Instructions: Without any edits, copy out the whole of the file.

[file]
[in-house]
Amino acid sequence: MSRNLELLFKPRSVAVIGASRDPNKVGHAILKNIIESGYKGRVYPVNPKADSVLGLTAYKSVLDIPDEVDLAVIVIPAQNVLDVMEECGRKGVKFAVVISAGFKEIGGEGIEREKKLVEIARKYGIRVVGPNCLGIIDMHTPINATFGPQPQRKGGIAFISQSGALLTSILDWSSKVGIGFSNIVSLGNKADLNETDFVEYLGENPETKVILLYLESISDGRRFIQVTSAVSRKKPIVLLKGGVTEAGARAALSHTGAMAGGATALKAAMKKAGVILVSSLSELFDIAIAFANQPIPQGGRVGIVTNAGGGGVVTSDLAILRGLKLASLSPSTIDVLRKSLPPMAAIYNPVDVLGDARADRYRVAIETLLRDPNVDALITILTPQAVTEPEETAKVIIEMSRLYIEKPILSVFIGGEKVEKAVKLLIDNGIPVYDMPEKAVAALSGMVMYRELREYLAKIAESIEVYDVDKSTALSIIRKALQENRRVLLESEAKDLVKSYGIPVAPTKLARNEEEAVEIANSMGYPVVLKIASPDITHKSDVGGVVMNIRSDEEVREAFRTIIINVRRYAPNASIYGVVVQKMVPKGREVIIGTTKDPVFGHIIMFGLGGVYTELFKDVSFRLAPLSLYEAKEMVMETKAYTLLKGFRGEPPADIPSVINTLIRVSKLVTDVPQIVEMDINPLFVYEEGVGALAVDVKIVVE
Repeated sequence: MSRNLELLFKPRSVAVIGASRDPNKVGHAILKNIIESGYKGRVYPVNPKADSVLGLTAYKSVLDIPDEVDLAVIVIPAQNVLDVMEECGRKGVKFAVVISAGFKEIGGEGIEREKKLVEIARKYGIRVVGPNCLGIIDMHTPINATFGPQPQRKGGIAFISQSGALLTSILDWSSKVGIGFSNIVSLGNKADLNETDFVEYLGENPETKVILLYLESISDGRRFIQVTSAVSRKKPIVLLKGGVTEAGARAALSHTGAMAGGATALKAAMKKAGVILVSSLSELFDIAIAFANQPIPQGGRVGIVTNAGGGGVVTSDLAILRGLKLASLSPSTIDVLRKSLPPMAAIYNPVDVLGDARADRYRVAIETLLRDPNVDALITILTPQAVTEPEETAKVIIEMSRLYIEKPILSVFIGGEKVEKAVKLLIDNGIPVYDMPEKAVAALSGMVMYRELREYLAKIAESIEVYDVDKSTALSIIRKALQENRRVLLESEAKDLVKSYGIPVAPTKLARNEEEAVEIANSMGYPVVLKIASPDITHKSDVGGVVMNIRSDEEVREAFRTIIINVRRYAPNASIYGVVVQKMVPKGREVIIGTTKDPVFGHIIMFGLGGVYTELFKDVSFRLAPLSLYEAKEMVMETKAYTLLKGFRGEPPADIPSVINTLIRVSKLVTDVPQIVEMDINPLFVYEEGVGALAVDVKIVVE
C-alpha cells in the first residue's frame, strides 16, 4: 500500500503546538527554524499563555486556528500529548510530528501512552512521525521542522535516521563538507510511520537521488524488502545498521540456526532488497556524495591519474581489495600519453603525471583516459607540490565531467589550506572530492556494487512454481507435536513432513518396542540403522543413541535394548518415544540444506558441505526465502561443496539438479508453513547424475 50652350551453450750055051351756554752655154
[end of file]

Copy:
[in-house]
Amino acid sequence: MSRNLELLFKPRSVAVIGASRDPNKVGHAILKNIIESGYKGRVYPVNPKADSVLGLTAYKSVLDIPDEVDLAVIVIPAQNVLDVMEECGRKGVKFAVVISAGFKEIGGEGIEREKKLVEIARKYGIRVVGPNCLGIIDMHTPINATFGPQPQRKGGIAFISQSGALLTSILDWSSKVGIGFSNIVSLGNKADLNETDFVEYLGENPETKVILLYLESISDGRRFIQVTSAVSRKKPIVLLKGGVTEAGARAALSHTGAMAGGATALKAAMKKAGVILVSSLSELFDIAIAFANQPIPQGGRVGIVTNAGGGGVVTSDLAILRGLKLASLSPSTIDVLRKSLPPMAAIYNPVDVLGDARADRYRVAIETLLRDPNVDALITILTPQAVTEPEETAKVIIEMSRLYIEKPILSVFIGGEKVEKAVKLLIDNGIPVYDMPEKAVAALSGMVMYRELREYLAKIAESIEVYDVDKSTALSIIRKALQENRRVLLESEAKDLVKSYGIPVAPTKLARNEEEAVEIANSMGYPVVLKIASPDITHKSDVGGVVMNIRSDEEVREAFRTIIINVRRYAPNASIYGVVVQKMVPKGREVIIGTTKDPVFGHIIMFGLGGVYTELFKDVSFRLAPLSLYEAKEMVMETKAYTLLKGFRGEPPADIPSVINTLIRVSKLVTDVPQIVEMDINPLFVYEEGVGALAVDVKIVVE
Repeated sequence: MSRNLELLFKPRSVAVIGASRDPNKVGHAILKNIIESGYKGRVYPVNPKADSVLGLTAYKSVLDIPDEVDLAVIVIPAQNVLDVMEECGRKGVKFAVVISAGFKEIGGEGIEREKKLVEIARKYGIRVVGPNCLGIIDMHTPINATFGPQPQRKGGIAFISQSGALLTSILDWSSKVGIGFSNIVSLGNKADLNETDFVEYLGENPETKVILLYLESISDGRRFIQVTSAVSRKKPIVLLKGGVTEAGARAALSHTGAMAGGATALKAAMKKAGVILVSSLSELFDIAIAFANQPIPQGGRVGIVTNAGGGGVVTSDLAILRGLKLASLSPSTIDVLRKSLPPMAAIYNPVDVLGDARADRYRVAIETLLRDPNVDALITILTPQAVTEPEETAKVIIEMSRLYIEKPILSVFIGGEKVEKAVKLLIDNGIPVYDMPEKAVAALSGMVMYRELREYLAKIAESIEVYDVDKSTALSIIRKALQENRRVLLESEAKDLVKSYGIPVAPTKLARNEEEAVEIANSMGYPVVLKIASPDITHKSDVGGVVMNIRSDEEVREAFRTIIINVRRYAPNASIYGVVVQKMVPKGREVIIGTTKDPVFGHIIMFGLGGVYTELFKDVSFRLAPLSLYEAKEMVMETKAYTLLKGFRGEPPADIPSVINTLIRVSKLVTDVPQIVEMDINPLFVYEEGVGALAVDVKIVVE
C-alpha cells in the first residue's frame, strides 16, 4: 500500500503546538527554524499563555486556528500529548510530528501512552512521525521542522535516521563538507510511520537521488524488502545498521540456526532488497556524495591519474581489495600519453603525471583516459607540490565531467589550506572530492556494487512454481507435536513432513518396542540403522543413541535394548518415544540444506558441505526465502561443496539438479508453513547424475 50652350551453450750055051351756554752655154